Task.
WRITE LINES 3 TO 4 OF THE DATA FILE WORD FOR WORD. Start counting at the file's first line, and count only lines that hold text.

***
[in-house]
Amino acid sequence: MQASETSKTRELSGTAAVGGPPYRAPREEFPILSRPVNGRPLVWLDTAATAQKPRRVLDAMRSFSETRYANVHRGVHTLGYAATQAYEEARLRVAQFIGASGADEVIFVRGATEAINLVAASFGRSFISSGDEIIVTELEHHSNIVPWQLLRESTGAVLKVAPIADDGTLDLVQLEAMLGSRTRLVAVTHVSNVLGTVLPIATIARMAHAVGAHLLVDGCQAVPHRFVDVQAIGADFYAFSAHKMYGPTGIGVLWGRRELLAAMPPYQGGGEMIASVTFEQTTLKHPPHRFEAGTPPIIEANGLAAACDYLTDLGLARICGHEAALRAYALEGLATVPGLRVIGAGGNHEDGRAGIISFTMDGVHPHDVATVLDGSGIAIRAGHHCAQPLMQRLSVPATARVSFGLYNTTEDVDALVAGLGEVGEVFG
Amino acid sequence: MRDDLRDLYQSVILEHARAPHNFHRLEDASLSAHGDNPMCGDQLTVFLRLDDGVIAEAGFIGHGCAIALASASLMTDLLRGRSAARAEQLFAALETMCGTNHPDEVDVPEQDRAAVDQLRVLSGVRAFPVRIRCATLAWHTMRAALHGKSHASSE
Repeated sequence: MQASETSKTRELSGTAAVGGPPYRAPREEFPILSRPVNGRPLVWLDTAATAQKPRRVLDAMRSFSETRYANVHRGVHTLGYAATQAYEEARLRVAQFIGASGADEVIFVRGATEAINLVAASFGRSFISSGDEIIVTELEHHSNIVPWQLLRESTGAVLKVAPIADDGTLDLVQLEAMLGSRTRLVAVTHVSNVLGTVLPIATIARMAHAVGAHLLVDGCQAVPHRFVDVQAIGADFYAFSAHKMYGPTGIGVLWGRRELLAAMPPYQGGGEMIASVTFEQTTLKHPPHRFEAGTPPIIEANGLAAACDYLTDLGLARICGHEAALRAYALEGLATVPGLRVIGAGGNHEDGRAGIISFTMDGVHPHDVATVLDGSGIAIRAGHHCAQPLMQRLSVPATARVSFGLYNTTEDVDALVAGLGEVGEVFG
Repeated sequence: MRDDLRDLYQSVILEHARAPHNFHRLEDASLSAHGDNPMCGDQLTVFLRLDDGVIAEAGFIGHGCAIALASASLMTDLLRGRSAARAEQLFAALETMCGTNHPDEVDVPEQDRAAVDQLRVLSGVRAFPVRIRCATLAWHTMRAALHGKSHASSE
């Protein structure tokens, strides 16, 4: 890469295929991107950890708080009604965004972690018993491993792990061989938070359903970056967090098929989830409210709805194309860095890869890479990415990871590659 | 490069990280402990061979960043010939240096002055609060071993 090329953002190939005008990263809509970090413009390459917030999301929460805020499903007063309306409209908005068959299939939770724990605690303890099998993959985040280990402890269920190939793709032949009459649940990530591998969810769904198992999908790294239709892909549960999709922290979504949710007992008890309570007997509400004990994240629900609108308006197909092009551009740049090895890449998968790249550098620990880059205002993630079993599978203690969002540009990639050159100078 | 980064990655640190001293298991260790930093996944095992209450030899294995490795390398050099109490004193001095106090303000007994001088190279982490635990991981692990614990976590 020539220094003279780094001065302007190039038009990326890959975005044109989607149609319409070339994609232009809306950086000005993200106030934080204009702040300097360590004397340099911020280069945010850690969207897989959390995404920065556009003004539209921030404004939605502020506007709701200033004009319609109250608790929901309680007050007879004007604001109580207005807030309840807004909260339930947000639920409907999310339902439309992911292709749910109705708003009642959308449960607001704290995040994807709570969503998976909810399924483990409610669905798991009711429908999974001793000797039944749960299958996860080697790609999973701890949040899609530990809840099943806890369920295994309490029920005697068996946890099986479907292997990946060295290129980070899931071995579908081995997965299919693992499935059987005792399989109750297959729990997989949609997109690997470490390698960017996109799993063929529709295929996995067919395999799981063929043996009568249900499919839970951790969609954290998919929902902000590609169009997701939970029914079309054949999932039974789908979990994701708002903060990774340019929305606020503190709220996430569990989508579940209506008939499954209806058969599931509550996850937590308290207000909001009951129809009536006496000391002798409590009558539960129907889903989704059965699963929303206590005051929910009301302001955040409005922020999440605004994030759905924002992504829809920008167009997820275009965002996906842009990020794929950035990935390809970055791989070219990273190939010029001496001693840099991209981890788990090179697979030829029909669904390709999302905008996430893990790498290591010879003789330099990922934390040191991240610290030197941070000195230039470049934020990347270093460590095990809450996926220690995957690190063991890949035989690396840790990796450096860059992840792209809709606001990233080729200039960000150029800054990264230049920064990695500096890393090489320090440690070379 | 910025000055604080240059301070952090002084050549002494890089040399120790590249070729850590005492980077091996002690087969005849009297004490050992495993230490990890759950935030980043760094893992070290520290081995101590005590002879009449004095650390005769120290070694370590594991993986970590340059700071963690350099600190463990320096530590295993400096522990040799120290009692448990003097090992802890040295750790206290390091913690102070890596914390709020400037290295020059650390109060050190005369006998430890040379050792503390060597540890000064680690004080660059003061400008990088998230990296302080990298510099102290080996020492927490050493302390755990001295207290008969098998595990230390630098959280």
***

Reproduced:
Amino acid sequence: MRDDLRDLYQSVILEHARAPHNFHRLEDASLSAHGDNPMCGDQLTVFLRLDDGVIAEAGFIGHGCAIALASASLMTDLLRGRSAARAEQLFAALETMCGTNHPDEVDVPEQDRAAVDQLRVLSGVRAFPVRIRCATLAWHTMRAALHGKSHASSE
Repeated sequence: MQASETSKTRELSGTAAVGGPPYRAPREEFPILSRPVNGRPLVWLDTAATAQKPRRVLDAMRSFSETRYANVHRGVHTLGYAATQAYEEARLRVAQFIGASGADEVIFVRGATEAINLVAASFGRSFISSGDEIIVTELEHHSNIVPWQLLRESTGAVLKVAPIADDGTLDLVQLEAMLGSRTRLVAVTHVSNVLGTVLPIATIARMAHAVGAHLLVDGCQAVPHRFVDVQAIGADFYAFSAHKMYGPTGIGVLWGRRELLAAMPPYQGGGEMIASVTFEQTTLKHPPHRFEAGTPPIIEANGLAAACDYLTDLGLARICGHEAALRAYALEGLATVPGLRVIGAGGNHEDGRAGIISFTMDGVHPHDVATVLDGSGIAIRAGHHCAQPLMQRLSVPATARVSFGLYNTTEDVDALVAGLGEVGEVFG